This study examined the relationship between the resistance to temptation of three-, four-, and five-year-old children and parental attitudes toward child-rearing. Other variables explored included gender of the children, employment status of mothers, and socio-economic status of families. Fifty-two three-, four-, and five-year-old children from two centers were tested to determine their levels of resistance to temptation as measured by Grinder's Bean Bag Instrument. Parental attitudes toward child-rearing were measured by Schaefer and Bell's Parental Attitude Research Instrument (PARI). To determine the difference between the resistance to temptation scores and socio-economic status, gender, and employment status of mothers, Jt tests were employed. No significant differences were found with regard to these variables. Factor analysis of the PARI resulted in three primary factors: Hostility-Rejection, Authoritarian- Control, and Democratic-Attitude. To determine the difference between the Hostility-Rejection scores, Authoritarian-Control scores, and Democratic-Attitude scores of the mothers and socio-economic status, _t tests were employed. There were no significant differences between mothers of a lower socio-economic level and their Hostility- Rejection and Democratic-Attitude scores. However, mothers of a lower/upper socio-economic level showed significantly higher levels of Authoritarian-Control than mothers of an upper socio-economic level. To determine the difference between the Hostility-Rejection scores, Authoritarian- Control scores, and Democratic-Attitude scores of the mothers and employment status of the mothers, t_ tests were employed. No significant differences were found regarding these variables. To determine the relationship between the Hostility-Rejection scores, Authoritarian-Control scores, and Democratic-Attitude scores of the mothers and resistance to temptation scores of the children, a Pearson Product Moment Correlation Coefficient was employed. Results indicated that there was no significant relationship between the Hostility-Rejection scores and the Authoritarian-Control scores of the mothers and the resistance to temptation score of the children. A significant relationship was found between the Democratic-Attitude scores of the mothers and the resistance to temptation score of the children. digital.library.unt.edu/ark:/67531/metadc332443/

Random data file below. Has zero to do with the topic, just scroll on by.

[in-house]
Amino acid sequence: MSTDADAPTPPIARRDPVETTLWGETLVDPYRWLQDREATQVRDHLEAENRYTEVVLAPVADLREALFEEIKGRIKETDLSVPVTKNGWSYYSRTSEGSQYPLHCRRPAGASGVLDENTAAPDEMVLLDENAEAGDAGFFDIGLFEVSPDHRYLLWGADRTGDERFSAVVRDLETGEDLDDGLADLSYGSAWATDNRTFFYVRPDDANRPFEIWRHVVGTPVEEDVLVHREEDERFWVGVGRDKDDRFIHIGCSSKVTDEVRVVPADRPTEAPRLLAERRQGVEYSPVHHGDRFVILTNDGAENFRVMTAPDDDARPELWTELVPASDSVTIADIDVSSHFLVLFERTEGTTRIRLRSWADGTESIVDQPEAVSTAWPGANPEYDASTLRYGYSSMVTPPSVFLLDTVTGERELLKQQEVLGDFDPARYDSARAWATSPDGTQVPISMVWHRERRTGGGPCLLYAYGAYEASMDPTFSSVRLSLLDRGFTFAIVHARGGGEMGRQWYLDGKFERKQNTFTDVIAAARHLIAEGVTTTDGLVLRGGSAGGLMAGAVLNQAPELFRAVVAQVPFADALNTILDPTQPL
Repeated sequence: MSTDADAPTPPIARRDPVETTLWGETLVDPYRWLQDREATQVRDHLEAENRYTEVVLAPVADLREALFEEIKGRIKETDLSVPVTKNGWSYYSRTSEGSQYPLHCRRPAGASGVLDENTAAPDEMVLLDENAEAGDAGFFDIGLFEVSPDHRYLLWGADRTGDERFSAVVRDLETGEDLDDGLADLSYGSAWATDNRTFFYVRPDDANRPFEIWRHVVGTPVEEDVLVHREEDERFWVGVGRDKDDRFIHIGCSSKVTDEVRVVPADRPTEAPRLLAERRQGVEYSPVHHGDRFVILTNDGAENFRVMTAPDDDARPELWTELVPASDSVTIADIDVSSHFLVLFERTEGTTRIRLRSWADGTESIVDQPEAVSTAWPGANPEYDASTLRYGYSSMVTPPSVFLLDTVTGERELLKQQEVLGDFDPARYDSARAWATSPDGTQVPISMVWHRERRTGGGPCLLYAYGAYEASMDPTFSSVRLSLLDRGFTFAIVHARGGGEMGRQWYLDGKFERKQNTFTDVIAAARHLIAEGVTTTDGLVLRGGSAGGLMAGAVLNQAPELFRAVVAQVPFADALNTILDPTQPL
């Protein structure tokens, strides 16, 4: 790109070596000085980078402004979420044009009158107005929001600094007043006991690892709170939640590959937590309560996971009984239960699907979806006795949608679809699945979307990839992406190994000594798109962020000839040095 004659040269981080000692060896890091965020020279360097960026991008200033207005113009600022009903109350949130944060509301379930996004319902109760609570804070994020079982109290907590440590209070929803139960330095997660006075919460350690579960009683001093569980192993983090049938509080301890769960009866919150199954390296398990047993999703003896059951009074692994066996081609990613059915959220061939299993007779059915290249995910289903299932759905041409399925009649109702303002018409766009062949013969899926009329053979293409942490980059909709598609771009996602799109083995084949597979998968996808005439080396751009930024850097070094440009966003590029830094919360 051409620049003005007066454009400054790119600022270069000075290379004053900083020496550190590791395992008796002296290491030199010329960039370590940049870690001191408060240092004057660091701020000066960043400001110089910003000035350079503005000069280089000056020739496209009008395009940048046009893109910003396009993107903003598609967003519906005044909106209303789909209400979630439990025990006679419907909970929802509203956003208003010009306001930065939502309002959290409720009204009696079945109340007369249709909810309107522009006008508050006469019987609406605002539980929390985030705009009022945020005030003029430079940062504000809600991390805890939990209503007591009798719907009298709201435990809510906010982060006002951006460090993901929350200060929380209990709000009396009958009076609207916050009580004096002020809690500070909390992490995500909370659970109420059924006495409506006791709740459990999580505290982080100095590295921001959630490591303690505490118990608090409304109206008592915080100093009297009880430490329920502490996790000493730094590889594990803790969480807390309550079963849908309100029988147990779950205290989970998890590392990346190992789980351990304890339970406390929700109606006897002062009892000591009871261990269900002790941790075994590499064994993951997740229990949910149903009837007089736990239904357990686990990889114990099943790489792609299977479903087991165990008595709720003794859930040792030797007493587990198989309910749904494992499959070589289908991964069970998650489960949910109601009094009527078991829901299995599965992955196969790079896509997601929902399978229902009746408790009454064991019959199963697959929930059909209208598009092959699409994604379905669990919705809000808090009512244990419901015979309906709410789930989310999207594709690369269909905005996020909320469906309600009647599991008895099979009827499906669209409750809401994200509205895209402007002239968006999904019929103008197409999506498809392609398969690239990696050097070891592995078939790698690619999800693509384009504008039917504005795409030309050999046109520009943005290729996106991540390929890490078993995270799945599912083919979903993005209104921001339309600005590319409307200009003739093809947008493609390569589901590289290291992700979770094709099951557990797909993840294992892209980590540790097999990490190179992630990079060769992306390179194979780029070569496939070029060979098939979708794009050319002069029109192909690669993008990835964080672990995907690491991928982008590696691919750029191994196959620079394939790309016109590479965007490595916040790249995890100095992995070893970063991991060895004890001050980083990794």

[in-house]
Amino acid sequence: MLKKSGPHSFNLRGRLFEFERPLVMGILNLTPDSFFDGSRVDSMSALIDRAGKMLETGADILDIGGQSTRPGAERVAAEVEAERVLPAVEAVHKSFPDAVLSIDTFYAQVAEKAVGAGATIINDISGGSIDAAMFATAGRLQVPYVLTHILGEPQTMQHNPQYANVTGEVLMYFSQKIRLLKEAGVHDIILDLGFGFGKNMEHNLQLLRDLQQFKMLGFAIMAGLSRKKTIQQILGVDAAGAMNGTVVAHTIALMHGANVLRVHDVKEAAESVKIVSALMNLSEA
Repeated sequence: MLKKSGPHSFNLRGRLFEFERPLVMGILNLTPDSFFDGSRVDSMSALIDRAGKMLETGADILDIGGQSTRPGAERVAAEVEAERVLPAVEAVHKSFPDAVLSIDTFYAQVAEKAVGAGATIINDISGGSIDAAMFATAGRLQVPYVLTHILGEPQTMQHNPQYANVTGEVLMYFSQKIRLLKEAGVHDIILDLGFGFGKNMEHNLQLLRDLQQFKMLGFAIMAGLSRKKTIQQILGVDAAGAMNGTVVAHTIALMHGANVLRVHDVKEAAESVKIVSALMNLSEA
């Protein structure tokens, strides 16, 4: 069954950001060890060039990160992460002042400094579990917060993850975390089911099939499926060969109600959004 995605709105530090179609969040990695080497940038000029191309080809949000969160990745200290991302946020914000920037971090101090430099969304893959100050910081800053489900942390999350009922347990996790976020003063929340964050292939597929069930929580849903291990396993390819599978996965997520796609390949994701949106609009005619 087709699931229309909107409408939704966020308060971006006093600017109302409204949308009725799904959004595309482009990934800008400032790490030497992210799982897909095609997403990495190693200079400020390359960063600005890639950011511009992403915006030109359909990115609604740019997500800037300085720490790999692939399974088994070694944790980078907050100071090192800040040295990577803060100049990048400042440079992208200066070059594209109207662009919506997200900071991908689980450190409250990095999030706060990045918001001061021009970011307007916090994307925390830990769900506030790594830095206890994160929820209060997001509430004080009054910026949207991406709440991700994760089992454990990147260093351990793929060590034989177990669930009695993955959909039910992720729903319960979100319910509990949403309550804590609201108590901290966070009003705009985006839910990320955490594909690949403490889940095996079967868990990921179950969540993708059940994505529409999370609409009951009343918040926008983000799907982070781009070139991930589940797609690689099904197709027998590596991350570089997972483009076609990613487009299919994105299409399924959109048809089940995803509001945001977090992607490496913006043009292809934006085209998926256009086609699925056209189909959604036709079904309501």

A Comparison of the Reading and Writing Performance of Children in a Whole Language Pre-First-Grade Class and a Modified Traditional First-Grade Class